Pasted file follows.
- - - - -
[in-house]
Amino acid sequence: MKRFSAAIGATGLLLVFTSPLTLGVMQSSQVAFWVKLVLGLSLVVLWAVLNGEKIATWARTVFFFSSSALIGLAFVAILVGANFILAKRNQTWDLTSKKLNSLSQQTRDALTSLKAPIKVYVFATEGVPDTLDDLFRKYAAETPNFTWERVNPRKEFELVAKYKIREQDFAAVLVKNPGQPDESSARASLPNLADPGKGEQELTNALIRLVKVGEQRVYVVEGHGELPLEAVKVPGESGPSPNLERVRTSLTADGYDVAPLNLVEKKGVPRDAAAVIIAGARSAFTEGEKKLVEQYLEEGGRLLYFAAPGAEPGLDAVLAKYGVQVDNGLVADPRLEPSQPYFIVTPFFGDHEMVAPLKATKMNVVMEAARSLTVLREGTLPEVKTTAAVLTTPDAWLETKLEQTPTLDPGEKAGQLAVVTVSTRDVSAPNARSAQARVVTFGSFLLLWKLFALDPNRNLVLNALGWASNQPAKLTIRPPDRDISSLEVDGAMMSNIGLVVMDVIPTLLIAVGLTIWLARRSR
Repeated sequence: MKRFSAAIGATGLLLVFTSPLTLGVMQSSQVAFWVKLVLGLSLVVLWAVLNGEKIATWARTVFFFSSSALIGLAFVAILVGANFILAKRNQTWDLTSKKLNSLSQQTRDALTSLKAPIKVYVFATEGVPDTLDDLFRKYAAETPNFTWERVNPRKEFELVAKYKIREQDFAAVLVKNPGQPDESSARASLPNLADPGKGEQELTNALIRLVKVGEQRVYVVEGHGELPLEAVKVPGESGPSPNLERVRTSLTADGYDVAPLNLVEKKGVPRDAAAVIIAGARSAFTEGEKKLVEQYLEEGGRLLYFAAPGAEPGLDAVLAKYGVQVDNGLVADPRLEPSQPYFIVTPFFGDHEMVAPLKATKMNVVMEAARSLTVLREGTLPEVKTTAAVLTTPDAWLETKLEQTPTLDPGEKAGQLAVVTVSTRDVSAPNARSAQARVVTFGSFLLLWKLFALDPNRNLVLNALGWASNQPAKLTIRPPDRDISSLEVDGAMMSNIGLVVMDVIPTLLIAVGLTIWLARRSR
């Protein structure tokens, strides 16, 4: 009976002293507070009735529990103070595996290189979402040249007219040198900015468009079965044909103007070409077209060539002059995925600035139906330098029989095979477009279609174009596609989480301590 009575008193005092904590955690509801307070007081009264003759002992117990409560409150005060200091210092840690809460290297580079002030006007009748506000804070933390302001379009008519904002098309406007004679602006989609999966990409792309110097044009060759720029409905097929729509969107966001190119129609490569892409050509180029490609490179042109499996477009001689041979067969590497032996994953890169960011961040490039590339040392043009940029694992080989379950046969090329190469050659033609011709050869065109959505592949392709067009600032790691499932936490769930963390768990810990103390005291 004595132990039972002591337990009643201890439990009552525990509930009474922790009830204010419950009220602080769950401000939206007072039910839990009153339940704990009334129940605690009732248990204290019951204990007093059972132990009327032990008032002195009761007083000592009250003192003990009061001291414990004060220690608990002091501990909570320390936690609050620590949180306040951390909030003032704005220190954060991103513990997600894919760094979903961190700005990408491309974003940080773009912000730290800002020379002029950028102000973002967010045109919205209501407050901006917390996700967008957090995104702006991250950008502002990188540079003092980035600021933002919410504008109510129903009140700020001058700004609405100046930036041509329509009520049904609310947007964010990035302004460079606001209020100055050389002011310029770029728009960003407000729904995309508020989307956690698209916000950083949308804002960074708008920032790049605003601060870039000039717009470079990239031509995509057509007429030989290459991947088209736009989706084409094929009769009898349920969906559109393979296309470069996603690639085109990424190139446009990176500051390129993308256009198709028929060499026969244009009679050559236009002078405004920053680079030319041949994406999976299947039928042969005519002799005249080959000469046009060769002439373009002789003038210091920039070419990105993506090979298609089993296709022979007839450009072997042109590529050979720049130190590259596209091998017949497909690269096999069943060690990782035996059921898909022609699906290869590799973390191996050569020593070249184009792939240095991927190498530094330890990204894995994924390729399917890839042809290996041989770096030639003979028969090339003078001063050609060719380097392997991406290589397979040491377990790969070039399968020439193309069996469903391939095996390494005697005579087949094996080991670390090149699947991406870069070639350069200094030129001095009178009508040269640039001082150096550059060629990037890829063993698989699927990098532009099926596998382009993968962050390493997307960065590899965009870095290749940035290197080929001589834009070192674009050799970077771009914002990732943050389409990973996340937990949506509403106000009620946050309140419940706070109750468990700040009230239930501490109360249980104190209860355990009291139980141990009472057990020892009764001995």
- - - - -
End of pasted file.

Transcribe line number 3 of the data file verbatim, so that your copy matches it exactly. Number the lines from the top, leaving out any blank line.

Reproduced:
Repeated sequence: MKRFSAAIGATGLLLVFTSPLTLGVMQSSQVAFWVKLVLGLSLVVLWAVLNGEKIATWARTVFFFSSSALIGLAFVAILVGANFILAKRNQTWDLTSKKLNSLSQQTRDALTSLKAPIKVYVFATEGVPDTLDDLFRKYAAETPNFTWERVNPRKEFELVAKYKIREQDFAAVLVKNPGQPDESSARASLPNLADPGKGEQELTNALIRLVKVGEQRVYVVEGHGELPLEAVKVPGESGPSPNLERVRTSLTADGYDVAPLNLVEKKGVPRDAAAVIIAGARSAFTEGEKKLVEQYLEEGGRLLYFAAPGAEPGLDAVLAKYGVQVDNGLVADPRLEPSQPYFIVTPFFGDHEMVAPLKATKMNVVMEAARSLTVLREGTLPEVKTTAAVLTTPDAWLETKLEQTPTLDPGEKAGQLAVVTVSTRDVSAPNARSAQARVVTFGSFLLLWKLFALDPNRNLVLNALGWASNQPAKLTIRPPDRDISSLEVDGAMMSNIGLVVMDVIPTLLIAVGLTIWLARRSR